Bursting at the Seams
“Future Need of Mega Container Ships Questioned.” This issue was raised in the FINANCIAL TIMES by an Asian reporting service earlier this year. At Navis World 2004, Neil Davidson of Drewry Shipping Consultants raised this same question and warned that commercial limitations would reduce the effectiveness of these giants in the future. Nolan Gimpel of Axiom Consulting is on record as saying that mega-ships strain the capacity of inland infrastructure, terminal operators and rail and truck carriers.
We were forewarned about the harmful effects that oversized ships would have upon the supply chain as far back as 2000, and this website has reviewed those advisories. Conrad Everhard and Jim Hartung were among the first to foresee the congestion and infrastructure breakdowns that would be caused by Postpanamax box ships, but they were looked upon as alarmists.
A not-so-distant voice now merits consideration. From a closer vantage point, Peter Hurme, of MARINE DIGEST and Cargo Business News, offers this evaluation in his “View From THE LIGHTHOUSE”. Here are some direct quotes from his most recent column:
“North America is seriously, no, severely, challenged right now with its transportation network. Too much more Asia icing on the cake and we could see it collapse.
“The $ 284 billion transportation bill recently passed by the House is about halfway to where it needs to be, with too little covering highway improvement and maintenance. Transportation Committee Chairman Don Young, R- Alaska, was quoted as saying the bill does not solve congestion problems that result in $ 67 billion in lost productivity and wasted fuel annually. ‘We probably need $ 500 billion to make sure this country keeps moving,’ he said. President Bush, who has reportedly been poised to veto the bill if it were to go over $ 284 billion, does not seem to realize this country is headed towards a transport infrastructure meltdown. There is not enough federal money being doled out for commerce security, so where does that leave the rest of the transportation system? There is a costly war going on in the Middle East draining federal funds, and now you start to hear a different message coming out of the consulting engineer sector that used to talk about developing big port infrastructure. Now the mantra is ‘sustained port development.’
“Indeed. Things are bursting at the seams perhaps more than many people know. How many TEUs a port handles in a given month, quarter or year pales in comparison now to getting containers moved — so that U.S./North American international trade doesn’t run smack into an even bigger wall of congestion.
“Unfortunately, this is not an editorial offering suggestions, but is merely a call to arms regarding the aforementioned transport issues. We at MARINE DIGEST and Cargo Business News strongly urge the industry to respond to us with feedback to share with our readership. Right now, it seems, the bigger the box count, the bigger the problems.”
Peter is to be commended for urging his readers to go public with their suggestions and recommendations through his journal. He correctly assesses the undesirable effects that overly large vessels are having upon our ports and inland transportation system, and finishes by offering subtle criticism and worthwhile advice to besieged authorities. His lead in lines are right to the point:
“U.S. marine terminal operators need to implement new systems”
“Time to make the change”
“‘Automation’ implementation was one of the key victories for employers to come out of the last round of the highly contentious PMA-ILWU negotiations on the West Coast. It had to happen, and it’s good that it did.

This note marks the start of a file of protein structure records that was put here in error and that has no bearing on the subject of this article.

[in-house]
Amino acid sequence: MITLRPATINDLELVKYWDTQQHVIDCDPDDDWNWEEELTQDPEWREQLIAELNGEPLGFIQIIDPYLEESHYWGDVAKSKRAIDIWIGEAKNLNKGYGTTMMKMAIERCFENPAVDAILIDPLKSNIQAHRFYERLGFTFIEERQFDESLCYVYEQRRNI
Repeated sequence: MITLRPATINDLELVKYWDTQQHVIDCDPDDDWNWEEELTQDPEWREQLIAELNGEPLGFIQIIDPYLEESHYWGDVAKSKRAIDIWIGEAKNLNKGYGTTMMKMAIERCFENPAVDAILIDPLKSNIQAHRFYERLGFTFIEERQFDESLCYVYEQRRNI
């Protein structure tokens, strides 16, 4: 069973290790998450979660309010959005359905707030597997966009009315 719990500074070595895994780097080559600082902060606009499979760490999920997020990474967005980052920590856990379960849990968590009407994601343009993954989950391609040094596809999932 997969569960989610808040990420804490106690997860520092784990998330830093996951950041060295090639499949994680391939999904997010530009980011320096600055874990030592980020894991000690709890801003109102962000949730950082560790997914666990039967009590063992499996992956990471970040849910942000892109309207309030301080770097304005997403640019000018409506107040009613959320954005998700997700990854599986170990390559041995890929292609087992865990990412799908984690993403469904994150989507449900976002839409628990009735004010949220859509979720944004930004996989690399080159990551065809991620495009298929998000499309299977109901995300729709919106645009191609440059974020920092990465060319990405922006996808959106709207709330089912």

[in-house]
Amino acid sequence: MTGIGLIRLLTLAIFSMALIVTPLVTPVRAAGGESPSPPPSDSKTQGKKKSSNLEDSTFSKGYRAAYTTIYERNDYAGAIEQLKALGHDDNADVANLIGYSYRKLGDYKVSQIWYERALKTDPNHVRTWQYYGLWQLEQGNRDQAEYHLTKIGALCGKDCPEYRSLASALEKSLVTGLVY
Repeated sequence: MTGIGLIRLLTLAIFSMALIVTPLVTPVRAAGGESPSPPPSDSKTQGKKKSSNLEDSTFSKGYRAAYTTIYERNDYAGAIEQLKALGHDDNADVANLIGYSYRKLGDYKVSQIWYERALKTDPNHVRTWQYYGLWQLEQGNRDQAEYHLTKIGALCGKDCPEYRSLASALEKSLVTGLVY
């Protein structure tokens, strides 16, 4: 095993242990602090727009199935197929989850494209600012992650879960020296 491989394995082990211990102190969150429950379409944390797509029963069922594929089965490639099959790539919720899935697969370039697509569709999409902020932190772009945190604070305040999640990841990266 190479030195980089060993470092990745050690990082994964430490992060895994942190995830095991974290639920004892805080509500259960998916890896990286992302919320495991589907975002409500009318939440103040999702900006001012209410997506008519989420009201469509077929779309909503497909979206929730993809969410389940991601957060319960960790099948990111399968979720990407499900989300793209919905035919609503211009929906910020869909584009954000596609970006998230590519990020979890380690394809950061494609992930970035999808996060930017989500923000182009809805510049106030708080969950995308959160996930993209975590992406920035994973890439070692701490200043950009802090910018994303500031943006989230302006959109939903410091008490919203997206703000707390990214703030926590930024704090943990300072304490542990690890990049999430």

“Thing is, they need to start this implementation. Jim McKenna, CEO of the Pacific Maritime Association, admitted to a packed house in Los Angeles last fall that many PMA members were slow in adopting new technology and processing systems. Labor needs to see the light here, too.
“Greater efficiencies gained within existing cargo-handling densities is going to be an absolute must; especially on the West Coast where the tsunami of trans-Pacific containers returns each year.
“In my recent conversations with those in the terminal systems and equipment sectors, the one common thread that comes up is terminal operators have not yet instigated strong plans that will allow for needed change. They are also slow in adopting new types of environmentally and productive types of yard equipment and systems; still ordering more traditional types of assets. Automation was won, but did those who pushed for it think through what they really wanted out of this victory?
“It’s possible that part of the problem is that fear is causing some of the inertia on both sides. Employers fear ILWU reprisal and labor fears change. It is time for both sides to drop those fears. Employers are offering safer jobs out of the yard for ILWU members; an opportunity for them to get better educated in the high-tech world of the 21st century. Fewer accidents in the yard with lower- emission equipment and only a marginal increase in the cost of this equipment will make for a sunnier long-term return on the overall investment.”
Peter covered the entire spectrum in just this one article:
• All of North America is under the gun.
• TEU increases (bigger box counts) could collapse the transportation network.
• The impoverished transportation infrastructure will not be shored up by federal funding.
• Multi-billion dollar economic losses are caused by congestion and inefficiency.
• The nation’s president is unaware of the gravity of this impending transportation meltdown.
• Lack of sufficient funding has a negative effect on port development.
• Labor and Management recognize the need for compromise.
• Terminal operators are ready, willing … but not yet able, because no road is open to them.
• Labor is ever fearful that an unknown, yet-to-be discovered technology will eliminate jobs.